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AWS Lambda For The Impatient Part

The problem with entering the AWS world for the first time is that it's like entering a labyrinth, a futile attempt of navigating through an endless maze of documentation, policies, endpoints, services, tokens and authentications. The task of having to hook all that up in order to get on with your job is daunting. Here is the help you need for AWS Lambda.

Tthe range of AWS offerings is just immense with so many services and providers to choose from, like EC2, S3, Athena, Kinesis, Lambdas, CloudFront, DynamoDB, API Gateway, and the list goes on.

In this tutorial, however, we're going to take a deep look into the Lambdas and the serverless architecture they support.The beauty of serverless computing isn't that you don't need a server, but you don't need to manage one.Your function lives in its own space on the cloud, capable of being called through multiple entry points, while despite self-contained, still capable of calling other functions or APIs , triggering something akin to a chain reaction:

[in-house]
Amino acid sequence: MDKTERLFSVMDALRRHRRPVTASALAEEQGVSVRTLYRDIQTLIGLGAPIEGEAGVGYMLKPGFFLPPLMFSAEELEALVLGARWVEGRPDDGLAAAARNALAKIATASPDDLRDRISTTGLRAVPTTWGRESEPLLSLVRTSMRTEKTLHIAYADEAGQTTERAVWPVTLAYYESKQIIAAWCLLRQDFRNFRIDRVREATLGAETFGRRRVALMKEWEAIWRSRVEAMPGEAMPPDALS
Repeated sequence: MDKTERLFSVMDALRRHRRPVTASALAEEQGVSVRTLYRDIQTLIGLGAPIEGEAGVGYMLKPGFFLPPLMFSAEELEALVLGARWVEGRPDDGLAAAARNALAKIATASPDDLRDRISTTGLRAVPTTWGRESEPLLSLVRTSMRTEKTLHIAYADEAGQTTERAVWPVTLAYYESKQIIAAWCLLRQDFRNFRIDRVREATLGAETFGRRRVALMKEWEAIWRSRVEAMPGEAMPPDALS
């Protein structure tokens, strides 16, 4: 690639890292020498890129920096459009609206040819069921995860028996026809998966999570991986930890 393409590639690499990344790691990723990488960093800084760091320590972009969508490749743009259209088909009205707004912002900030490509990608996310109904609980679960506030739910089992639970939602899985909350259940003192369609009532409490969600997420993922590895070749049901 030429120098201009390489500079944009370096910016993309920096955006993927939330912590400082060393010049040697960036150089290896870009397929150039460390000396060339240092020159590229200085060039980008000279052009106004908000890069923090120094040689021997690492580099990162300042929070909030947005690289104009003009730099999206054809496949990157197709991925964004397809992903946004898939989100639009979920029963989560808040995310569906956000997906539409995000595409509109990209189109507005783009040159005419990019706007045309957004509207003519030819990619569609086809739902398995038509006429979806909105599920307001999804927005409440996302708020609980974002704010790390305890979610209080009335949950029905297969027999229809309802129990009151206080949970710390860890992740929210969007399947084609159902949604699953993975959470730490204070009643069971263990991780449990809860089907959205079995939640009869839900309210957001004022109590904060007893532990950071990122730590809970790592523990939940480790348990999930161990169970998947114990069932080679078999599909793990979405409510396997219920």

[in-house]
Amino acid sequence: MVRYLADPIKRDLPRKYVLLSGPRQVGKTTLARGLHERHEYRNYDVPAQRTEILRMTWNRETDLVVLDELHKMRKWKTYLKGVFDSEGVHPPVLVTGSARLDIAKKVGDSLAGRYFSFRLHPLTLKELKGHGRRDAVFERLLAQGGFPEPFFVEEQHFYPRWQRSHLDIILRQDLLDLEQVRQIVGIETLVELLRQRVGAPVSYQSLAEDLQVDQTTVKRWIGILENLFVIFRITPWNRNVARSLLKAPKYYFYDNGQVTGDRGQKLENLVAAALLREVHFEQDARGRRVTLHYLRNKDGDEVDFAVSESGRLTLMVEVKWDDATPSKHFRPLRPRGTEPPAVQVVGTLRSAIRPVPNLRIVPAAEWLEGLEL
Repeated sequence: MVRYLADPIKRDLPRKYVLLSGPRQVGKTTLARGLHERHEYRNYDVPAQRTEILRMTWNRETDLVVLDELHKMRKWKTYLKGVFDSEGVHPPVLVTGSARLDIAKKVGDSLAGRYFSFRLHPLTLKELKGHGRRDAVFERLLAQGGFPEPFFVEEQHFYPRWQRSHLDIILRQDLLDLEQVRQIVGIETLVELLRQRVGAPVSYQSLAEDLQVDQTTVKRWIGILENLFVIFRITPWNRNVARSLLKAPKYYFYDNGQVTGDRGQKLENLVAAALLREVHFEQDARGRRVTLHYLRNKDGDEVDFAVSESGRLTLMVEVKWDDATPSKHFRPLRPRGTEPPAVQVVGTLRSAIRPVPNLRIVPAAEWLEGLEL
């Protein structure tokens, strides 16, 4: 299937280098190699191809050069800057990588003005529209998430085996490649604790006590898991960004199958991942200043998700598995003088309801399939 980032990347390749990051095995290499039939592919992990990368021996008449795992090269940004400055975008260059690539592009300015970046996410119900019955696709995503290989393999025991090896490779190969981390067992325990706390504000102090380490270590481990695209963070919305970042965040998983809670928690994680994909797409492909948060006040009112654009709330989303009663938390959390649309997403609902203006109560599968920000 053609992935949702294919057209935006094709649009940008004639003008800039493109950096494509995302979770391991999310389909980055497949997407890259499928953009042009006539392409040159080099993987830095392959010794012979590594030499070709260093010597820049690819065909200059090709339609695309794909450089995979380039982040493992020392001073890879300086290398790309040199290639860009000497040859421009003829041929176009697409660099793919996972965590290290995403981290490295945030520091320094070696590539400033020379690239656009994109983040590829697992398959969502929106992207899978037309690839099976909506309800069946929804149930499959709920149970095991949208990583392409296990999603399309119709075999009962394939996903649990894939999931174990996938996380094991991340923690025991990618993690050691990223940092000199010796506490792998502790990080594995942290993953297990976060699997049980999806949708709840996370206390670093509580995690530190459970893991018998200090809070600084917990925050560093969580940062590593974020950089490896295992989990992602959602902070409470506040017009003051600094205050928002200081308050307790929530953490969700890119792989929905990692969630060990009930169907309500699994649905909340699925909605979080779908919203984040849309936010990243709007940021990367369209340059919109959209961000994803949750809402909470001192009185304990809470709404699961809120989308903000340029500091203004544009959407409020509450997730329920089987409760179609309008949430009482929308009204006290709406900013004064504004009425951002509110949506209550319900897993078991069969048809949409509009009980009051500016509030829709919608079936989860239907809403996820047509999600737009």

You can use AWS Lambda to run your code in response to events, such as changes to data in an Amazon S3 bucket or an Amazon DynamoDB table; to run your code in response to HTTP requests using Amazon API Gateway; or invoke your code using API calls made using AWS SDKs. With these capabilities, you can use Lambda to easily build data processing triggers for AWS services like Amazon S3 and Amazon DynamoDB process streaming data stored in Amazon Kinesis, or create your own back end that operates at AWS scale, performance, and security

This of course can't be done in isolation since we also need the help of other APIs and services in order to utilize Lambdas, hence in this tutorial we'll also take a look into calling our Lambda functions through API Gateways and HTTP endpoints by using tools such as Postman, Powershell, AWS CLI and finally Perl's Paws module. We're also going to  fire authenticated requests tied to IAM Roles and managed policies, understand what's going on behind the scenes by going through the CloudWatch logs, as well as write our server and client code, the first one in Nodejs while the latter in Perl.  

full article on i-programmer.info

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